poetics, time, body disruption and marginally queer solutions

Friday, April 23, 2004

Ellen takes Sandals cash
Resort that bans gay couples advertises on lesbian’s talk show
Sandals Resorts, the Caribbean vacation company that bars gays from its couples-only resorts, purchased advertisements in some local markets during “The Ellen DeGeneres Show,” a syndicated talk show hosted by lesbian entertainer Ellen DeGeneres.

It seems an odd choice, since DeGeneres and partner Alexandra Hedison would be banned from most Sandals resorts.

Officials with Sandals Resorts did not respond to interview requests. In the past, company officials have said gay couples are excluded from many of its properties to meet the mission from the company’s founder, who “had a vision of a boy and girl together.”


Store settles gay bias charges
Blockbluster Inc. has agreed to pay $78,750 to settle the case of a former employee who says he was harassed by managers at two St. Paul video stores because he is gay.

The settlement is believed to be the largest the Minnesota Human Rights Department has ever obtained in a case involving discrimination based on sexual orientation.

Jeffrey Davis of St. Paul filed two charges of discrimination in November 2002 with the department of human rights, alleging that he was subjected to ongoing harassment while working at a Blockbuster video store in the Midway area and at one on Grand Avenue.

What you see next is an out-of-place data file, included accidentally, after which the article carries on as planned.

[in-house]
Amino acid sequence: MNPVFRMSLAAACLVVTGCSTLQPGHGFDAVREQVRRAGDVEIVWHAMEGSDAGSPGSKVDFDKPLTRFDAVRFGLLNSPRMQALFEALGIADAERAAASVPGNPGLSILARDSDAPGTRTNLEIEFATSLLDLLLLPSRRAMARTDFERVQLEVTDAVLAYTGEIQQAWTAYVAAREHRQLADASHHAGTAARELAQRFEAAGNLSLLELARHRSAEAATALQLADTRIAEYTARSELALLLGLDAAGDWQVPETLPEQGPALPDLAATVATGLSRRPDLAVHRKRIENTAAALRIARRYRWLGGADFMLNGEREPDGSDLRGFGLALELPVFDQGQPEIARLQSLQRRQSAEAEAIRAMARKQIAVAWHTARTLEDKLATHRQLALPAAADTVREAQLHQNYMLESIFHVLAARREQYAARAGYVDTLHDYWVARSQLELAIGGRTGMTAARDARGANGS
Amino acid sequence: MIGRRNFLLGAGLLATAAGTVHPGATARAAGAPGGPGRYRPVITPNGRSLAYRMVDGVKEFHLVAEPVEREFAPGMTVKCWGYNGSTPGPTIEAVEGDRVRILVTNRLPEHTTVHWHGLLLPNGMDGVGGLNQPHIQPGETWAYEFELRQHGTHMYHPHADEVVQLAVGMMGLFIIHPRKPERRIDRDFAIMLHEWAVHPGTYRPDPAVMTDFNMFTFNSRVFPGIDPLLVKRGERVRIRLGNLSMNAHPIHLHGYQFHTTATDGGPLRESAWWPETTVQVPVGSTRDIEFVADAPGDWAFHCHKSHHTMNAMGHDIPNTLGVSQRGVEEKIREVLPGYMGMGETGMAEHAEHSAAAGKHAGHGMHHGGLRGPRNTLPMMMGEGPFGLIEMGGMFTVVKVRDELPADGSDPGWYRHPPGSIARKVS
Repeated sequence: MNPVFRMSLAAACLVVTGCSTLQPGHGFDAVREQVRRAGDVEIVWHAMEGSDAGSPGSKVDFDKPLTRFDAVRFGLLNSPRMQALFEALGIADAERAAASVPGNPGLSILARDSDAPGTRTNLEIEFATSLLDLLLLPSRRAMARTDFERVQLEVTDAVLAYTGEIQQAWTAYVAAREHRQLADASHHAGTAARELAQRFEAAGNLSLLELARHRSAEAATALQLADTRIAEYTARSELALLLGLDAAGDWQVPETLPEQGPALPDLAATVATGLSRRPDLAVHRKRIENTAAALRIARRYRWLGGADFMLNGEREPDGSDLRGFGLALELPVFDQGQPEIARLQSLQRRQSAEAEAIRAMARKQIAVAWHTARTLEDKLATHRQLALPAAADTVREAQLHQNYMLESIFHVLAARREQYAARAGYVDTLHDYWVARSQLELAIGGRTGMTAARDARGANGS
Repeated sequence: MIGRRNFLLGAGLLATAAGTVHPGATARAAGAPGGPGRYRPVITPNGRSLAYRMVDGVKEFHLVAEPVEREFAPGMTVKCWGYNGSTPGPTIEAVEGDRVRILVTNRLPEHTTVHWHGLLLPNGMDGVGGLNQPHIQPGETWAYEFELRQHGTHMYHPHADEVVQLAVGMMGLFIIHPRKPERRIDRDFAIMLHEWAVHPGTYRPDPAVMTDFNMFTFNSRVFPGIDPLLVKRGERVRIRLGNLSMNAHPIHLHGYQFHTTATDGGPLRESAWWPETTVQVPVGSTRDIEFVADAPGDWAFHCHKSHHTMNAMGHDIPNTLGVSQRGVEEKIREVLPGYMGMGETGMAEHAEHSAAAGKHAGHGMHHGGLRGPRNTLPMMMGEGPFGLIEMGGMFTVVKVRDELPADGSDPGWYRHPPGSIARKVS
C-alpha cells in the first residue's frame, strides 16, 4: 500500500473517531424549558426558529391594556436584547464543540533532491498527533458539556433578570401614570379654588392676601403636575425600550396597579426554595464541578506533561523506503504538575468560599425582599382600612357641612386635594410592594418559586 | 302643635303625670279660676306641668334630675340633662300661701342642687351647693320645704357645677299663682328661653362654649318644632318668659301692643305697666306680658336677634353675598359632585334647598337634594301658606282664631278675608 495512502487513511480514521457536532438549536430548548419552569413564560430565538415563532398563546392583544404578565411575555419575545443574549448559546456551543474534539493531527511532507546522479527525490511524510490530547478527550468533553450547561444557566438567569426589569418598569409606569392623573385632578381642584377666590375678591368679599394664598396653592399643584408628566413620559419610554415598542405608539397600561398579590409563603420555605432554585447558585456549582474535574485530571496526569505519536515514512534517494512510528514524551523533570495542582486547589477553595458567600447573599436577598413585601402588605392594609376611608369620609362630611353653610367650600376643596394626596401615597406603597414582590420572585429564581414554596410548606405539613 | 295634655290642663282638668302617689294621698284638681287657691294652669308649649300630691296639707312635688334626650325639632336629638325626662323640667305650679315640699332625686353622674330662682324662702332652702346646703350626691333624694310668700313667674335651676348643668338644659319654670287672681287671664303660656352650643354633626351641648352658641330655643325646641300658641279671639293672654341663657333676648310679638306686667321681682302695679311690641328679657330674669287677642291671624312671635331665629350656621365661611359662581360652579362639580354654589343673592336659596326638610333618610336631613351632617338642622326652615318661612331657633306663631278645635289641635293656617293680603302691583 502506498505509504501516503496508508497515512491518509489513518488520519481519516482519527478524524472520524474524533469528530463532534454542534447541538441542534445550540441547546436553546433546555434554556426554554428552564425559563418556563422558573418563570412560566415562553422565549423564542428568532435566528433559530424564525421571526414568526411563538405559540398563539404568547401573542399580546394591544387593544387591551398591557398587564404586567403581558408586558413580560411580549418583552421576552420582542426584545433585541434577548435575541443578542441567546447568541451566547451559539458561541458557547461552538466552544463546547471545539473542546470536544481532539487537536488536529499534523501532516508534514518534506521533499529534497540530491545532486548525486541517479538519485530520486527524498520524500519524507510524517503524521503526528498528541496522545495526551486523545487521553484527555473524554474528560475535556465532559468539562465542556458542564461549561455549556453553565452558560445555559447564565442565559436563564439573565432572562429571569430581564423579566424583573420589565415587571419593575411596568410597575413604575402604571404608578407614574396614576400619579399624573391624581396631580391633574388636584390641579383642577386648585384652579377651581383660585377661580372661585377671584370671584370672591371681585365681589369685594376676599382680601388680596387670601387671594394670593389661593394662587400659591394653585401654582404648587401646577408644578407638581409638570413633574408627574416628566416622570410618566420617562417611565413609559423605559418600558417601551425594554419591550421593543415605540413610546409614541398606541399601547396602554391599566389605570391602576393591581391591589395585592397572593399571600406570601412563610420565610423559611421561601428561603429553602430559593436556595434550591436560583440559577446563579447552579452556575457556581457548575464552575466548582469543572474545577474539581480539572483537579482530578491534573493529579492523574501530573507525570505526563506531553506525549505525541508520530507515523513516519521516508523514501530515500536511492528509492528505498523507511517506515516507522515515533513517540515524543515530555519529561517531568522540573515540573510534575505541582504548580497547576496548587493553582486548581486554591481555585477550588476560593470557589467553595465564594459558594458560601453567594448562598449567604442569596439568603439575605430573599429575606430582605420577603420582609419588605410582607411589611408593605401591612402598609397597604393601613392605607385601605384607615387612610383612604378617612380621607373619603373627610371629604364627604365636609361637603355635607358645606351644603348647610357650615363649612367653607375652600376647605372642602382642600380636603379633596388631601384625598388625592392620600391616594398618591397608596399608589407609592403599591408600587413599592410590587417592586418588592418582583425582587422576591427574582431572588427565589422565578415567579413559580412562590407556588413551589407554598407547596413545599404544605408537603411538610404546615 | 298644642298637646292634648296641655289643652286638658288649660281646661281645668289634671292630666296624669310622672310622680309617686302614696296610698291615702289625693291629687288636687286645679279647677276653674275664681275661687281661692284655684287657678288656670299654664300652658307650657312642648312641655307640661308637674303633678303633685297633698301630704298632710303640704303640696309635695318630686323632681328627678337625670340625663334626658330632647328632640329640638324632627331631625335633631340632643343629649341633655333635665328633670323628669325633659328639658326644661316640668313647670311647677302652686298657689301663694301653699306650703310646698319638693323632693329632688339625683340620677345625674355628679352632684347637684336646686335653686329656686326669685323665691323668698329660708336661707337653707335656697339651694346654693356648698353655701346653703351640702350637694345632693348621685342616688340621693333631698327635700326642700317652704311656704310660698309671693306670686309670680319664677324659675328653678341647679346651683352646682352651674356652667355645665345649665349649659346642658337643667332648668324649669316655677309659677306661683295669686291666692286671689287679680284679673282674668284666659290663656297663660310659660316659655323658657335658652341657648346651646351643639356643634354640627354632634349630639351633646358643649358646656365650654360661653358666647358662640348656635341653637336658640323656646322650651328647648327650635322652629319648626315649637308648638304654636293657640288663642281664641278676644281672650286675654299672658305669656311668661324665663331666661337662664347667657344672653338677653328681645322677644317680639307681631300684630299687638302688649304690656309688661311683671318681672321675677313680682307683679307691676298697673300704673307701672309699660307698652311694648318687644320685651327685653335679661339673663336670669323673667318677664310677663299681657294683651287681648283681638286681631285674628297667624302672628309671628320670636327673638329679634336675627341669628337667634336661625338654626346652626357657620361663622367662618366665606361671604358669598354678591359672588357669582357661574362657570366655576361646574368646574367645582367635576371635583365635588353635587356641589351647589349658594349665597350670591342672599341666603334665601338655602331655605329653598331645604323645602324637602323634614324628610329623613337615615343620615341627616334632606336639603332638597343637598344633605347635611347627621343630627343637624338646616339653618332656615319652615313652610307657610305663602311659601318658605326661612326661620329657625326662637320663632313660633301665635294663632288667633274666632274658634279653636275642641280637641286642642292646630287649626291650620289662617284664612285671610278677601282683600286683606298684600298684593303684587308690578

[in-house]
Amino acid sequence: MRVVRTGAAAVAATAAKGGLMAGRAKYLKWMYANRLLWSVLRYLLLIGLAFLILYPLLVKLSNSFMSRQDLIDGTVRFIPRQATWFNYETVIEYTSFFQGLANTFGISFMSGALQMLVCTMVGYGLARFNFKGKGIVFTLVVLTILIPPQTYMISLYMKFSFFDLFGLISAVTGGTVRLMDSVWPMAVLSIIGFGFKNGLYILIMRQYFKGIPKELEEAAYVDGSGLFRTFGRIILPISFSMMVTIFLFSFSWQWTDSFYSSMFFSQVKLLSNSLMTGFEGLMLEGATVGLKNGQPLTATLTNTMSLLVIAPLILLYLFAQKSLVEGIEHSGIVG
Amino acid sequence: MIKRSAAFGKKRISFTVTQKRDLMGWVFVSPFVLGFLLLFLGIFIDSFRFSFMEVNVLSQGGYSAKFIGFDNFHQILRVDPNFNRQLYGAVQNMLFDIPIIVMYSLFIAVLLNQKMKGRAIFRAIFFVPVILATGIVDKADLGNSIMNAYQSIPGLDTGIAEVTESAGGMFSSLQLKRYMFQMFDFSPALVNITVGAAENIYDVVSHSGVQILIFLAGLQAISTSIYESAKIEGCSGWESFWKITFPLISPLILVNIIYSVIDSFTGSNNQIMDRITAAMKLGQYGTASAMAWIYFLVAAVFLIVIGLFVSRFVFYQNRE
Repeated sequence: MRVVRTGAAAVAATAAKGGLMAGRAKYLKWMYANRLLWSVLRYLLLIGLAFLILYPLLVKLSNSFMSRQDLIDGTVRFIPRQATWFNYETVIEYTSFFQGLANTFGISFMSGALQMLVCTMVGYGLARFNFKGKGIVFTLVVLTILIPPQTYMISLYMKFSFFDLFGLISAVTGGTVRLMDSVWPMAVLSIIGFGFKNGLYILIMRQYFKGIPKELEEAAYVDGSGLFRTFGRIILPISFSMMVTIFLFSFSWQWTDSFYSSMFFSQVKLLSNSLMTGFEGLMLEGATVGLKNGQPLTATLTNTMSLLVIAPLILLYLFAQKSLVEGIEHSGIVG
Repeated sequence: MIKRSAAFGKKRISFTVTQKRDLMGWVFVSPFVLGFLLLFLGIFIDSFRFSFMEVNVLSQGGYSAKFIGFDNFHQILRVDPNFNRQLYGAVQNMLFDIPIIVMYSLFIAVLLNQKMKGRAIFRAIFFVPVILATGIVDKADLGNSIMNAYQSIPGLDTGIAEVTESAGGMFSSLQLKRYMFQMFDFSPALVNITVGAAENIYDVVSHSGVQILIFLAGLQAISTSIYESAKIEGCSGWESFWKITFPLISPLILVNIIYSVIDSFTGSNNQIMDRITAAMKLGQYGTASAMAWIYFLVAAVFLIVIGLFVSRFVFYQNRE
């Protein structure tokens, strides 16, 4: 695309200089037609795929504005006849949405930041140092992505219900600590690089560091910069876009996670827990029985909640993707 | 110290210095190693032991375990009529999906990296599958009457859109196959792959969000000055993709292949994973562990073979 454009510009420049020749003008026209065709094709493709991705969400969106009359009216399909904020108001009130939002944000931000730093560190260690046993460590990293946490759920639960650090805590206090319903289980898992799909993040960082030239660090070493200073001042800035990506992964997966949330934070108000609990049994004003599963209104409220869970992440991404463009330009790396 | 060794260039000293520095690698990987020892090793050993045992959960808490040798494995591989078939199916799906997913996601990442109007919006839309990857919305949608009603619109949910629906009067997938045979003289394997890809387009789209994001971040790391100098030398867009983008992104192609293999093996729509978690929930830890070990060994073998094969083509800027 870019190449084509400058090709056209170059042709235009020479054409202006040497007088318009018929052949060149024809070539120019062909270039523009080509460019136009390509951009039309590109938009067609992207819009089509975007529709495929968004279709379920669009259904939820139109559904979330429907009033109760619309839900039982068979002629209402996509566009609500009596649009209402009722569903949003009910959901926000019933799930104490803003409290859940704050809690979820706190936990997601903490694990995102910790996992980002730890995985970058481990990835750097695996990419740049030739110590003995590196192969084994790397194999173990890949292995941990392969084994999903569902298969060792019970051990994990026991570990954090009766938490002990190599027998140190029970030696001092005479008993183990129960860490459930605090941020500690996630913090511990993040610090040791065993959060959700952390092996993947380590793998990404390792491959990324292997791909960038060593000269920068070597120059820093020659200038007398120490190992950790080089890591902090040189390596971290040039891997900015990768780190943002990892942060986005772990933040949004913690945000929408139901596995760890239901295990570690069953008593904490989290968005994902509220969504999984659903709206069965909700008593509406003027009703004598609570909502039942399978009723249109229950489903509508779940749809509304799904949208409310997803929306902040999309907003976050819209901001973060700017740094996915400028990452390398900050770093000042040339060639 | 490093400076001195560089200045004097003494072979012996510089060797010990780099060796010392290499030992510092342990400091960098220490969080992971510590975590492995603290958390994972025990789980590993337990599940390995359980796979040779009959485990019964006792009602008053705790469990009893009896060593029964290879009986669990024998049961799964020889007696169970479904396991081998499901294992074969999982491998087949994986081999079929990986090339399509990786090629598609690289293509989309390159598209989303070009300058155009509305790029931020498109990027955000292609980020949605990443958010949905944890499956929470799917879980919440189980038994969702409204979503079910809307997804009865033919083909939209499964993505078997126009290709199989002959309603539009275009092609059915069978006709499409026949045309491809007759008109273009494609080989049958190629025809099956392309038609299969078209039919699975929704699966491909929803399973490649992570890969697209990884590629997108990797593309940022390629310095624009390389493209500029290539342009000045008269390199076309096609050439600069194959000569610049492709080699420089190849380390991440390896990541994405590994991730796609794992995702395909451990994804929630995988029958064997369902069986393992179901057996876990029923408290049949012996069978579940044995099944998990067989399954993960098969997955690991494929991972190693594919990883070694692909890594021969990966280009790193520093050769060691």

In his charges, he details how he was called "the fag with the rainbow on his car," subjected to numerous other derogatory references to his sexuality, physically assaulted by a Blockbuster co-worker and faced with retaliation when he complained to Blockbuster's management.

Protections for transgendered close to approval
By Heather Keels
The push to add "gender identity" and "gender expression" to the list of discrimination protections in the university's Human Relations Code overcame a major obstacle last week when the state attorney general's office approved a revised draft of the changes.

The efforts had been stalled since February, when University System of Maryland Chancellor Brit Kirwan decided not to approve the addition because of a warning from the attorney general's office that the language was too vague, and there was no legal precedent for that type of protection.

After university officials revised the proposed addition to include more specific language, the attorney general's office returned a positive recommendation April 15. To take effect, the revised proposal must be approved by the University Senate, university President Dan Mote and Kirwan.

The final approval must come from the state Board of Regents because of a 30-year-old policy that no protections be added that do not already exist under federal, state or local law.


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